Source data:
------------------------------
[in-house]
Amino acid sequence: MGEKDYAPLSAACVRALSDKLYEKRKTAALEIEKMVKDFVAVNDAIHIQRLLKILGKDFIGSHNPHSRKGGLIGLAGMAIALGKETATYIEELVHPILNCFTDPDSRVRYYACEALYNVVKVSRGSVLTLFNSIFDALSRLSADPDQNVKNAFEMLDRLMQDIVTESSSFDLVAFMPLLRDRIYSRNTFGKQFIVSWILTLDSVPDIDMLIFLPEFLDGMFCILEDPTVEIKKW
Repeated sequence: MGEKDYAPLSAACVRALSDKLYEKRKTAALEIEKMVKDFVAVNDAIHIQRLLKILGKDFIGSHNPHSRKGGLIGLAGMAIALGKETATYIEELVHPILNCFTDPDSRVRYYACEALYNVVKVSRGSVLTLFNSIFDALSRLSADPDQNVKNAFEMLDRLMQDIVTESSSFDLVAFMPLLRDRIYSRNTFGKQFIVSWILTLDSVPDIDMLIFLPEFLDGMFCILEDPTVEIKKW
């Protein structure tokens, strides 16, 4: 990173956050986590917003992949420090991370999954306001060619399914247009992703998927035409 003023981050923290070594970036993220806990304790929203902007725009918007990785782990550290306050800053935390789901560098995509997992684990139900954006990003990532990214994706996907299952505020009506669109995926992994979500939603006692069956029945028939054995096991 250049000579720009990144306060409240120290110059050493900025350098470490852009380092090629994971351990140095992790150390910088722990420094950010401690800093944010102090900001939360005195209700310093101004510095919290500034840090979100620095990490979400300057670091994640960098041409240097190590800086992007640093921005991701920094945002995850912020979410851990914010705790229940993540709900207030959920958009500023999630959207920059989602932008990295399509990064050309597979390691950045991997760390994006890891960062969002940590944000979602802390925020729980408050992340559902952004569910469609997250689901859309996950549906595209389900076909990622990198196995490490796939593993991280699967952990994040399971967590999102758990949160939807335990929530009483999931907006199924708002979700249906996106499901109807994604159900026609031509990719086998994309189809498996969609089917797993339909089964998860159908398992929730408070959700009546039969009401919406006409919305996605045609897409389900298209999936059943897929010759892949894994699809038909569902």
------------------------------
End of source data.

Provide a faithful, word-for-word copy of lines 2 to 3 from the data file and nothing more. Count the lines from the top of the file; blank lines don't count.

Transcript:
Amino acid sequence: MGEKDYAPLSAACVRALSDKLYEKRKTAALEIEKMVKDFVAVNDAIHIQRLLKILGKDFIGSHNPHSRKGGLIGLAGMAIALGKETATYIEELVHPILNCFTDPDSRVRYYACEALYNVVKVSRGSVLTLFNSIFDALSRLSADPDQNVKNAFEMLDRLMQDIVTESSSFDLVAFMPLLRDRIYSRNTFGKQFIVSWILTLDSVPDIDMLIFLPEFLDGMFCILEDPTVEIKKW
Repeated sequence: MGEKDYAPLSAACVRALSDKLYEKRKTAALEIEKMVKDFVAVNDAIHIQRLLKILGKDFIGSHNPHSRKGGLIGLAGMAIALGKETATYIEELVHPILNCFTDPDSRVRYYACEALYNVVKVSRGSVLTLFNSIFDALSRLSADPDQNVKNAFEMLDRLMQDIVTESSSFDLVAFMPLLRDRIYSRNTFGKQFIVSWILTLDSVPDIDMLIFLPEFLDGMFCILEDPTVEIKKW